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KHERSON: A Man-Made Disaster in Ukraine

Join the relief efforts in Kherson, Ukraine, to help victims of the Kakhovska HPP disaster. Contribute by sending aid or donating to the wallets.

“People are dying, sitting on roofs with children and the elderly. Russians are not evacuating anyone, setting up roadblocks, and ruthlessly decimating the population. In the city center, which is somewhat elevated and drier, they have set up roadblocks and are not allowing anyone in. The neighboring villages are also not allowing people in. They are ruthlessly decimating the population. There are reports that people have drowned where rescues from rooftops were not possible.“ - Appeal from a resident of the city of Oleshki, Kherson region.

On the night of June 6, the Kakhovska Hydroelectric Power Plant (HPP) in Kherson region, Ukraine, was destroyed by a massive explosion carried out by russian forces. This disaster is considered the largest man-made catastrophe in Europe since the Chernobyl incident. The full extent of the damage is still uncertain and is likely to take years to assess.

Big water: Devastation and Consequences

The detonation of Kakhovska HPP led to an uncontrolled release of water from the Kakhovska reservoir, causing extensive flooding on both banks of the Dnipro River. The immediate aftermath saw inundated homes, drowned people and animals, and hundreds of square kilometers of land submerged. Additionally, there was widespread environmental damage including contamination of water bodies, destruction of ecosystems, and a significant portion of Ukrainian territory left without drinking water. The flooding also may lead to the pollution of the Black Sea and potentially the Mediterranean Sea, posing risks to both human and animal life.

Destruction of the Kakhovka Dam

As the situation develops, the water is gradually receding, and Kherson is now struggling to recover from the consequences of the Kakhovska dam explosion and the flooding of southern Ukraine. The human toll of this disaster is significant; someone lost their homes, and someone lost their relatives. Many people died, and many more went missing. The scale of the disaster will be assessed only after the end of all hostilities on Ukrainian lands since it is impossible to reach the occupied territories.

Humanitarian Response

In the wake of the disaster, nearly 80 settlements in the Kherson region faced the risk of flooding. The destruction and flooding left over 16,000 residents in need of evacuation. Despite the challenges, volunteers have been working tirelessly to rescue and assist civilians, even in occupied territories.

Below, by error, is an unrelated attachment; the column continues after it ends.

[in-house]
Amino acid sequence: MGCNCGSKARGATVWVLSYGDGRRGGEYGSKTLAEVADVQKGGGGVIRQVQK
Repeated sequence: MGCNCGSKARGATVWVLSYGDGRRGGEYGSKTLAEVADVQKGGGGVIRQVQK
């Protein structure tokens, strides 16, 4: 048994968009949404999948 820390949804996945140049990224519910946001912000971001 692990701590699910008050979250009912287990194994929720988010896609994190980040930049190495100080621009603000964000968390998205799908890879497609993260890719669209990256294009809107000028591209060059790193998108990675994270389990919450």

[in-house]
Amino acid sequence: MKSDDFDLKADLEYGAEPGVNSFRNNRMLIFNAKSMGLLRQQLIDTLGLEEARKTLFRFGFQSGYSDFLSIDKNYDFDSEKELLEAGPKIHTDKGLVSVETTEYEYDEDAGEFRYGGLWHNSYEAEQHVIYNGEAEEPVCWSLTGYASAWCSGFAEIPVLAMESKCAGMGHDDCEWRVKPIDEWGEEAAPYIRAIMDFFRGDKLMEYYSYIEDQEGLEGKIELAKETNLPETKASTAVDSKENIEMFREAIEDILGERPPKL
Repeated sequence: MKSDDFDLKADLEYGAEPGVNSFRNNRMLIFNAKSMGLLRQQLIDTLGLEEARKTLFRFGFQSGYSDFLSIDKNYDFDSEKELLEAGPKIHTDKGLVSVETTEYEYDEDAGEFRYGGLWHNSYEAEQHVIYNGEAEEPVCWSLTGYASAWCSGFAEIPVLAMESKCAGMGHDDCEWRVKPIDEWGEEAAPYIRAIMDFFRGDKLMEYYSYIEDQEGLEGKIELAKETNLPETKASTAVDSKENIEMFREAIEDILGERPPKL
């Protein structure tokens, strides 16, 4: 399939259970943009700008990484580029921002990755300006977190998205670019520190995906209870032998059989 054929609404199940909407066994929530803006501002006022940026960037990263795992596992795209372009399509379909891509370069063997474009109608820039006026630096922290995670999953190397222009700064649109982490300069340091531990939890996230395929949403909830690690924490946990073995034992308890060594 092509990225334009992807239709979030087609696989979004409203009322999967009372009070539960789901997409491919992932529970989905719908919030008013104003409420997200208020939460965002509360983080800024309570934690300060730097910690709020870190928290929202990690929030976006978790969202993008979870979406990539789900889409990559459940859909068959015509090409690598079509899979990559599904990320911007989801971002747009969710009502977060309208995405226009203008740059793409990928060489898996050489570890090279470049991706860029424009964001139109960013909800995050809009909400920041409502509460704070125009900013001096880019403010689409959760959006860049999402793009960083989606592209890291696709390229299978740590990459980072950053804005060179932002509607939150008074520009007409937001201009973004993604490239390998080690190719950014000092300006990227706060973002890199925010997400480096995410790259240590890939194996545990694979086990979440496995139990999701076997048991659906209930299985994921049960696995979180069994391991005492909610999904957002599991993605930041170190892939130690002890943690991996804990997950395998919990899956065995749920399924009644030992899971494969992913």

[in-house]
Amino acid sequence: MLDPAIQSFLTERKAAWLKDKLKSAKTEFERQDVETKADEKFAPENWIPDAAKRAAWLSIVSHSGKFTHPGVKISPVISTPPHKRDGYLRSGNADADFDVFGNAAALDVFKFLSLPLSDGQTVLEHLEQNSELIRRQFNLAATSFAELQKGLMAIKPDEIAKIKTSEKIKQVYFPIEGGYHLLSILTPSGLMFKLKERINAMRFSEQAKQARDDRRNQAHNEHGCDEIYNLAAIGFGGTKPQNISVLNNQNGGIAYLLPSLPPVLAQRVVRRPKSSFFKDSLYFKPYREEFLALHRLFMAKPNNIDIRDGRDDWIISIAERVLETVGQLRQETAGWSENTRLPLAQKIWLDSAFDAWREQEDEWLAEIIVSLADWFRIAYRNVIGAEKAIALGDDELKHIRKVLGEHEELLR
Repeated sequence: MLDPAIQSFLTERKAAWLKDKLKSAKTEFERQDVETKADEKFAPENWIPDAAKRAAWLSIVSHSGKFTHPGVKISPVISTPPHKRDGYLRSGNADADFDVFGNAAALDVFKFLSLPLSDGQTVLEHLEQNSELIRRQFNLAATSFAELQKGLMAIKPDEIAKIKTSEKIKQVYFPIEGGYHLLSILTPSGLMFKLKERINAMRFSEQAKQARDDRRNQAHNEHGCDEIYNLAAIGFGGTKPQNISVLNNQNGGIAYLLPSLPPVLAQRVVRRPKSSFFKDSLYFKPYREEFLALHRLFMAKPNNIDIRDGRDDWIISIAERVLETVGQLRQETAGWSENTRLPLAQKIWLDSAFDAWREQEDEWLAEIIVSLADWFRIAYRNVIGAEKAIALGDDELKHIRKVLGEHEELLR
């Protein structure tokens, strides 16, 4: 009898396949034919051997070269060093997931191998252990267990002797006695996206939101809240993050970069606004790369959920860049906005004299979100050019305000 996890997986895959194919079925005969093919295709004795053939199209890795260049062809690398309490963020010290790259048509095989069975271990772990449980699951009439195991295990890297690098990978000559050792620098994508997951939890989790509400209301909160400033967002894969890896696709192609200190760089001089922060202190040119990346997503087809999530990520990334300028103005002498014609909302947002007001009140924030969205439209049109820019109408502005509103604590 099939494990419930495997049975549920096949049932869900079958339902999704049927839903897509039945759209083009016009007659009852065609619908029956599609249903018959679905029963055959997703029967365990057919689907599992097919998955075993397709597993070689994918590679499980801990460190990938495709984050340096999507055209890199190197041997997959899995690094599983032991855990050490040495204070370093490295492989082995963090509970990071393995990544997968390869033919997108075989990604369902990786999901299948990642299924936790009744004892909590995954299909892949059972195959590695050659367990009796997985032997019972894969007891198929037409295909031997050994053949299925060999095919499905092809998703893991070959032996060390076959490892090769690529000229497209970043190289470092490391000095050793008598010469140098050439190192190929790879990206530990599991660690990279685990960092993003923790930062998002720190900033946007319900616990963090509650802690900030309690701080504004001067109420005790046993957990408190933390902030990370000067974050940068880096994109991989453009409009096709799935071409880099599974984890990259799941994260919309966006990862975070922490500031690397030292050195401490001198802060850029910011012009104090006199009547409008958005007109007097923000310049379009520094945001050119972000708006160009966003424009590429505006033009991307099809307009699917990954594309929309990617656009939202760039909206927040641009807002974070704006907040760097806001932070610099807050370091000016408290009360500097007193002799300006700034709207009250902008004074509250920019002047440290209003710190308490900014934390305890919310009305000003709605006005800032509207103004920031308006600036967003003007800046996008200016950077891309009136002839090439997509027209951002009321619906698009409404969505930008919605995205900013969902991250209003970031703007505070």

Evacuation of people from flooded cities

The Bitmedia Fund Assists Volunteers

The non-governmental organization, "City of Power," from Kherson, has appealed to the Bitmedia Charity Fund with a request to help evacuate people and animals from the flooded areas in Ukraine. The priority needs include:

  • Equipped RIB boats;

  • Motors for RIB boats;

  • Overalls with waders;

  • Tall rubber boots.

The Fund made a prompt decision to allocate funds for the purchase of items needed by our dedicated volunteers.

We have already purchased and sent a portion of the aid to Kherson, which we were able to acquire swiftly. The remaining items, namely the boats and motors, will be sent soon.

Ecocide in action

The explosion has caused extensive damage to Ukraine’s water resources, estimated at 2 billion hryvnias. Over 300 species of animals and plants are threatened, with the possibility of a large number of fish, invertebrates, molluscs, and crustaceans perishing. Additionally, the flooding of landfills and the mass deaths of animals and fish could result in the spread of infectious diseases. The introduction of freshwater contaminated with pesticides and agrochemicals into the Black Sea poses a risk to fisheries in the region.

A local resident walks through flood watersin Kherson

Implications for Infrastructure and Water Supply

The Kakhovskaya HPP was vital in maintaining water levels in the reservoir and ensuring the supply of cooling water to the Zaporizhzhia Nuclear Power Plant, Europe’s largest. Although the situation at the power plant is currently under control, the reduction in water supply for cooling is a concern. The destruction of the hydroelectric power plant also affects the water supply to russian-occupied Crimea, as the North Crimean Canal that supplies water to the peninsula starts near Nova Kakhovka.


The Kakhovska HPP detonation has resulted in widespread devastation, with far-reaching consequences for human life, the environment, and infrastructure. The relief efforts continue as authorities and volunteers work to mitigate the impacts of this disaster.

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